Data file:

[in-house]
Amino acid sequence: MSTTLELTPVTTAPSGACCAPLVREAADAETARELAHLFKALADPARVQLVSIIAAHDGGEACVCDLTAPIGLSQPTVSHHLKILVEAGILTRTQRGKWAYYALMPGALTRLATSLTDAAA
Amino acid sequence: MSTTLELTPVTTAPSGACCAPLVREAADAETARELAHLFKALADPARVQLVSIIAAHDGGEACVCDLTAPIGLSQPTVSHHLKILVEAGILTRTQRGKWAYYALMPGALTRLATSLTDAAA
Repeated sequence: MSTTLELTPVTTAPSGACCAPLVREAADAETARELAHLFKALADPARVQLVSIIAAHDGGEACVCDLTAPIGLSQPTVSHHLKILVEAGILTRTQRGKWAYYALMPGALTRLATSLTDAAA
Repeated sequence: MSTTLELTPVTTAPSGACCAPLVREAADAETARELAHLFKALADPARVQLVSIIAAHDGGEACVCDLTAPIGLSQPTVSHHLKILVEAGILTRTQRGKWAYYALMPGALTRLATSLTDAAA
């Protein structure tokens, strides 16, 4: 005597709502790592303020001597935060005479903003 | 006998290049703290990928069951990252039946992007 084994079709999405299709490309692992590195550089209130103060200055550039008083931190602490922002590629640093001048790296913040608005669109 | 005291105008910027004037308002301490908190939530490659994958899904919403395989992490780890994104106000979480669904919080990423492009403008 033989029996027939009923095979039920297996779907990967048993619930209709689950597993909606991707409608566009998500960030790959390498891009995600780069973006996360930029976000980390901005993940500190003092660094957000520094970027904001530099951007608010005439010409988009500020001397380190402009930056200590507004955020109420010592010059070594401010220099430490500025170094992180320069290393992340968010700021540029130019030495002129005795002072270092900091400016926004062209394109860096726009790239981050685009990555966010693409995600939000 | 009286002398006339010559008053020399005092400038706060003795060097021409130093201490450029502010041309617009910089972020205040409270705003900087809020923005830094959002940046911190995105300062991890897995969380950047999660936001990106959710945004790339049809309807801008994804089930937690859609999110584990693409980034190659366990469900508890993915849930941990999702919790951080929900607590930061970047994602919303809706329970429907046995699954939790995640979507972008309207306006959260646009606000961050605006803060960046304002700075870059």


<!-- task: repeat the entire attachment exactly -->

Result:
[in-house]
Amino acid sequence: MSTTLELTPVTTAPSGACCAPLVREAADAETARELAHLFKALADPARVQLVSIIAAHDGGEACVCDLTAPIGLSQPTVSHHLKILVEAGILTRTQRGKWAYYALMPGALTRLATSLTDAAA
Amino acid sequence: MSTTLELTPVTTAPSGACCAPLVREAADAETARELAHLFKALADPARVQLVSIIAAHDGGEACVCDLTAPIGLSQPTVSHHLKILVEAGILTRTQRGKWAYYALMPGALTRLATSLTDAAA
Repeated sequence: MSTTLELTPVTTAPSGACCAPLVREAADAETARELAHLFKALADPARVQLVSIIAAHDGGEACVCDLTAPIGLSQPTVSHHLKILVEAGILTRTQRGKWAYYALMPGALTRLATSLTDAAA
Repeated sequence: MSTTLELTPVTTAPSGACCAPLVREAADAETARELAHLFKALADPARVQLVSIIAAHDGGEACVCDLTAPIGLSQPTVSHHLKILVEAGILTRTQRGKWAYYALMPGALTRLATSLTDAAA
């Protein structure tokens, strides 16, 4: 005597709502790592303020001597935060005479903003 | 006998290049703290990928069951990252039946992007 084994079709999405299709490309692992590195550089209130103060200055550039008083931190602490922002590629640093001048790296913040608005669109 | 005291105008910027004037308002301490908190939530490659994958899904919403395989992490780890994104106000979480669904919080990423492009403008 033989029996027939009923095979039920297996779907990967048993619930209709689950597993909606991707409608566009998500960030790959390498891009995600780069973006996360930029976000980390901005993940500190003092660094957000520094970027904001530099951007608010005439010409988009500020001397380190402009930056200590507004955020109420010592010059070594401010220099430490500025170094992180320069290393992340968010700021540029130019030495002129005795002072270092900091400016926004062209394109860096726009790239981050685009990555966010693409995600939000 | 009286002398006339010559008053020399005092400038706060003795060097021409130093201490450029502010041309617009910089972020205040409270705003900087809020923005830094959002940046911190995105300062991890897995969380950047999660936001990106959710945004790339049809309807801008994804089930937690859609999110584990693409980034190659366990469900508890993915849930941990999702919790951080929900607590930061970047994602919303809706329970429907046995699954939790995640979507972008309207306006959260646009606000961050605006803060960046304002700075870059």